…but teach a man to fish, and he’ll sit in a boat and drink beer all day.
-== We interrupt this blog post to bring you this important announcement: Happy Birthday, Dad!==-
(His birthday was actually yesterday, but this week of school has been grinding me pretty hard and I’d forgotten all about it. He must be so proud – his son can handle a couple of semesters of biochemistry, complex microbial science, working with dangerous chemicals in a lab…but doesn’t seem to know how to use a simple calendar…I am filled with shame.)
We now return you to your regularly scheduled blog post:
This here critter is our resident fish. “He” is a classic specimen of real, old-fashioned, Honest-to-Aquaman Carassius auratus auratus – the Goldfish. And not one of those poor mutant freaks who can barely swim, either. No this here fish was rescued from the overcrowded “feeder goldfish” tank of a local Wal-Mart®. Handsome, ain’t he? I had a tough time getting even this good of a picture – every time I get near the tank he swims back and forth in front of me frantically, perhaps worshipping me as the magical fishfood god. He’s been here for about three years now, so I think he’s having a much longer life than most of them.
I’ve had no time to get into it, but part of the reason for having a fish is that I have a casual interest in aquaculture. That is, while I don’t currently have any intention of becoming a professional full-scale fish-farmer, the subject is interesting and, I think, very important in the near future. Once we figure out where we’re going to end up living next year and get settled in somewhere, I have considered trying to do the aquaculture equivalent of a backyard garden, though.
I think aquaculture is going to become extremely important in the relatively near future, as we run into the combination of overfishing of natural stocks, water shortages, contamination of natural waters with pollutants that build up in naturally-existing populations of fish, and the overall effects of climate change. I think understanding how to raise healthy and nutritious aquatic food without wasting water or causing environmental problems is going to be a useful set of knowledge to have. (There, see, not only do I love kittens and puppies and want to make the world a better place, but I’m also interested in Sustainable Environmental Practices™. While feeding the hungry. [Uphill. In the snow. With no shoes…]).
You may be wondering what interest an ex-professional-computer-nerd microbiologist would have in tending a pond full of eukaryotes. Well, aside from the obvious “Hey, I can have more than one interest, you know”, there actually is a lot of microbiological activity involved in the natural processes of the fishes’ homes. Plus, of course, the aforementioned beer doesn’t ferment and bottle itself, you know.
Since one of my interests in this context is water conservation, my main interest is in figuring out how to maintain a healthy “closed” system. In an aquaculture context, a “closed” system is one that you don’t normally add substantial amounts of water to. (An example of an “open” system might include raising fish in pens floating in a natural lake, or having a constant stream of fresh ground or river water pumping through your tanks). This poses certain problems, since you have to feed the fish, and this adds an ever-increasing load of potentially uneaten fishfood and especially of eaten fishfood – that is, fish wastes.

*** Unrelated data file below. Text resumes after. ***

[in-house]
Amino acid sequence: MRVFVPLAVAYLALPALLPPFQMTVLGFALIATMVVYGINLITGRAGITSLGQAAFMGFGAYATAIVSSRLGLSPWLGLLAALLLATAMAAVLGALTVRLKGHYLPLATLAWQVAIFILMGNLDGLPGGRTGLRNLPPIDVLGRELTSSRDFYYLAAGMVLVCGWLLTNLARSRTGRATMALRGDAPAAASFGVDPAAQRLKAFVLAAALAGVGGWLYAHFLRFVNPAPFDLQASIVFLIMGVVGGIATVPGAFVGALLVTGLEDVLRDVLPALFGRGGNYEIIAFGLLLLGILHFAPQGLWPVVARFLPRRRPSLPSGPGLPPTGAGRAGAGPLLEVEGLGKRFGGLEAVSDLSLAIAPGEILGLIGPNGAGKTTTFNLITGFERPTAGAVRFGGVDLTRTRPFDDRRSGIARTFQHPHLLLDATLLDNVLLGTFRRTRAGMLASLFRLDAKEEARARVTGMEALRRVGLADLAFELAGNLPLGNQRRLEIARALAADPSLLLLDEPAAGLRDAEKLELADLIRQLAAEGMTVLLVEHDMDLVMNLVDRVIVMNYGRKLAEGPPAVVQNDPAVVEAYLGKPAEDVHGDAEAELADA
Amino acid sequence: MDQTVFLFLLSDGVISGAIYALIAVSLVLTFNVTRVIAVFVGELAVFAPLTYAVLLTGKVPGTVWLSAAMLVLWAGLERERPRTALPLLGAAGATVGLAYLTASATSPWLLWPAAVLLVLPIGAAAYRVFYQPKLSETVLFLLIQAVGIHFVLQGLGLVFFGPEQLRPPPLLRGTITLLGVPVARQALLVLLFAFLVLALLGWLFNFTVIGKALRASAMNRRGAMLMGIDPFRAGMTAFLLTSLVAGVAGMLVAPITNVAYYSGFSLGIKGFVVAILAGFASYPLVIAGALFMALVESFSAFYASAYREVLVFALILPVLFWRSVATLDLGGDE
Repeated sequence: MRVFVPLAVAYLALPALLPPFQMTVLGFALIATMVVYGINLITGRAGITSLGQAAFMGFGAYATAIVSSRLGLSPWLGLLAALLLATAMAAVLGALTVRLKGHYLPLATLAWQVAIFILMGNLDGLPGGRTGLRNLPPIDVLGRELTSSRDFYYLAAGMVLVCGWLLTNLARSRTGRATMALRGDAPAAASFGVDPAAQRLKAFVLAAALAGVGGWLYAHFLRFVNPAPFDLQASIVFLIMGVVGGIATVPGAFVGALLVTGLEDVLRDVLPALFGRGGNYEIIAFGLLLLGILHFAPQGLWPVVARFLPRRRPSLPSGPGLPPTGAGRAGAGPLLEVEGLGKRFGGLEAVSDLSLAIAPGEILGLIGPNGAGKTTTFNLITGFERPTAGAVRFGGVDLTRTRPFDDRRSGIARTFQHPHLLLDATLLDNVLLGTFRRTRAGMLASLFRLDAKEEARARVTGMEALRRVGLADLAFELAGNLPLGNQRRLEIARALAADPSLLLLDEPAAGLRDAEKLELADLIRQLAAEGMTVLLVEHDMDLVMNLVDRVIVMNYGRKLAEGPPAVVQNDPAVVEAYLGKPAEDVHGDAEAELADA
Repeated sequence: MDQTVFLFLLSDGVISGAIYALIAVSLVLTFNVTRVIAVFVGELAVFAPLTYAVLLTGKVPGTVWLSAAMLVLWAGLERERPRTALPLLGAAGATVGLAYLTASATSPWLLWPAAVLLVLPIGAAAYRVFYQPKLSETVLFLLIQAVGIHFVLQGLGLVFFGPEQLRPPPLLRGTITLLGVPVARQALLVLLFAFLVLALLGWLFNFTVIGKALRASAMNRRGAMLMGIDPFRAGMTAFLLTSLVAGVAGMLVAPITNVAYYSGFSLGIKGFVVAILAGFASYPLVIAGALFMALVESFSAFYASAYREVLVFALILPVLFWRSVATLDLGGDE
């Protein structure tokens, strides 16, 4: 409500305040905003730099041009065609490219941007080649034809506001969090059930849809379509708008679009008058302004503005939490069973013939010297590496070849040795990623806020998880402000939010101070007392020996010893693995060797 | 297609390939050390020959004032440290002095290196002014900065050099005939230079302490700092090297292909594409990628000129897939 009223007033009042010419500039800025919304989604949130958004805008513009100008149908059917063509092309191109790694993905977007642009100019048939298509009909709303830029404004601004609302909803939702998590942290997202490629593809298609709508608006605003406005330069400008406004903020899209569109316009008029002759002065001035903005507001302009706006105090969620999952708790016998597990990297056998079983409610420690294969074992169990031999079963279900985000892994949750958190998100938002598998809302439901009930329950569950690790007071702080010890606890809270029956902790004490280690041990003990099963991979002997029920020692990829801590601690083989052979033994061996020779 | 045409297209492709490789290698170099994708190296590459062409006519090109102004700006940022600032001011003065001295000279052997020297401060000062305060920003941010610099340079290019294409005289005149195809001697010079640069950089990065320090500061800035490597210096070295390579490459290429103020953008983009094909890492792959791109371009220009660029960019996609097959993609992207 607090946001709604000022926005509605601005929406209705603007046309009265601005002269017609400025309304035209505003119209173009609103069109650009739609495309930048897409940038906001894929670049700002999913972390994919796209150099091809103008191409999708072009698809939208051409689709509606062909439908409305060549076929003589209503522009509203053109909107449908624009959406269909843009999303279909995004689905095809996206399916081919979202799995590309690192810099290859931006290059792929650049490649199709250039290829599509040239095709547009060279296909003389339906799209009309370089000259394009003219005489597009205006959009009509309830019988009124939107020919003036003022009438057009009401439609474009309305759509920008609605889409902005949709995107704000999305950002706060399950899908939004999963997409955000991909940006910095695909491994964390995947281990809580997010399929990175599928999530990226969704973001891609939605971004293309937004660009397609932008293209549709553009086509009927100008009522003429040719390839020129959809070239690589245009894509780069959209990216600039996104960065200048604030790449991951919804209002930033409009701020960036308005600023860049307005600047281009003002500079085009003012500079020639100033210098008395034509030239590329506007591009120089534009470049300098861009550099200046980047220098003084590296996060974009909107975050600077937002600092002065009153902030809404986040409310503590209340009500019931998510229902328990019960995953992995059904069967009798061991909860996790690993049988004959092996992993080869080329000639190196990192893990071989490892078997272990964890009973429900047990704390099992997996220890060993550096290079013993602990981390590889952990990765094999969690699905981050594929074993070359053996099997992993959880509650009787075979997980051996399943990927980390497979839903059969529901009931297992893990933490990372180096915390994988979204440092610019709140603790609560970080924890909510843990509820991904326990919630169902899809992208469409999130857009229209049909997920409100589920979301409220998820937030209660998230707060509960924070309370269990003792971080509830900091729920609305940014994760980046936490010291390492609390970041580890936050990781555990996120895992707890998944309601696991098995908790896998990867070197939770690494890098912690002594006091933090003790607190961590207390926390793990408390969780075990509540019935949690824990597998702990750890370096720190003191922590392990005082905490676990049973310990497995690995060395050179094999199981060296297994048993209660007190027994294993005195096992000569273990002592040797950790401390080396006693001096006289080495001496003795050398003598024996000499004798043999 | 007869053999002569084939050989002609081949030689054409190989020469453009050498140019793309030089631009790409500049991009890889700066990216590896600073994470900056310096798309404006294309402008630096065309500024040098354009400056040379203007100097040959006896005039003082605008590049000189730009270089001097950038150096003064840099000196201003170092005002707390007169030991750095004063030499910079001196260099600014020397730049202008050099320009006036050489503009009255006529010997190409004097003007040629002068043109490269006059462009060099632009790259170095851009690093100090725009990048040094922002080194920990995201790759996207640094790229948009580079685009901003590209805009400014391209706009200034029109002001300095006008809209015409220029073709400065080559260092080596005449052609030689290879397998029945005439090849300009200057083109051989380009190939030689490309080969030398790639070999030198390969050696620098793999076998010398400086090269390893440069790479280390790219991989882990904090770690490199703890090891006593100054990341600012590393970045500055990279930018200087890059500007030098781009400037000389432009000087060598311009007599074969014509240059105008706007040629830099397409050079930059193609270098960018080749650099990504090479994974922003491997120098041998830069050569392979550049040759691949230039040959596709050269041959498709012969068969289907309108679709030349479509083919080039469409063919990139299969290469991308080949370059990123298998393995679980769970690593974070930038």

Fishfood being digested by either fish or bacteria ends up adding ammonia to the water, which is poisonous to the fish (and crawdads and whatever else is in there). Also excreted is carbon dioxide, which makes the water more acidic, and unused food also dumps sulfur and phosphorous into the system.
If you’ve ever had a fishtank, you may know about the ammonia. Certain kinds of Oxygen-using bacteria can actually get some of their biochemical energy from turning reduced nitrogen into oxidized nitrogen, ultimately turning the ammonia (NH3) into much less poisonous nitrate (NO3). These bacteria tend to colonize the tank’s filter, where they do their thing using the oxygen in the water that flows through. Even nitrate is dangerous if it builds up too much, though. In an aquarium, they usually recommend just taking out some of the tank’s water and replacing it with fresh water every week or two to get rid of the build-up. I’d show you pictures of the bacteria, but I still can’t afford a decent microscope. (sniffle.)
Anyway, I want to build a denitrification column one of these days. There are bacteria that can “breathe” nitrate in place of oxygen, and in the process they can reduce the nitrate back down to plain old harmless nitrogen gas, which just bubbles out of the water. If you build a long, tall tube full of something like gravel that bacteria can grow on, and then pump the water through it slowly, oxygen-breathing bacteria near the bottom of the tube rapidly use up the oxygen in the water, leaving the nitrate. With no oxygen further up the tube, bacteria that can breathe the nitrate instead can grow like crazy, and exhale the extra nitrogen out of the system.
That’s one way of avoiding the need to use up as much fresh water as you’d need if you relied only on replacing the water to get rid of the nitrate.
I’ll save the sulfur and phosphorous parts for another day. Meanwhile, I think the next podcast or two will deal with MRSA, since it’s been in the news so much lately. I normally find the neglected non-medical microbiology more interesting, but the biochemistry and genetics involved with Methicillin Resistant Staphylococcus Aureus (not to mention S. aureus itself) is pretty interesting, and I find the media discussions of it unsatisfying.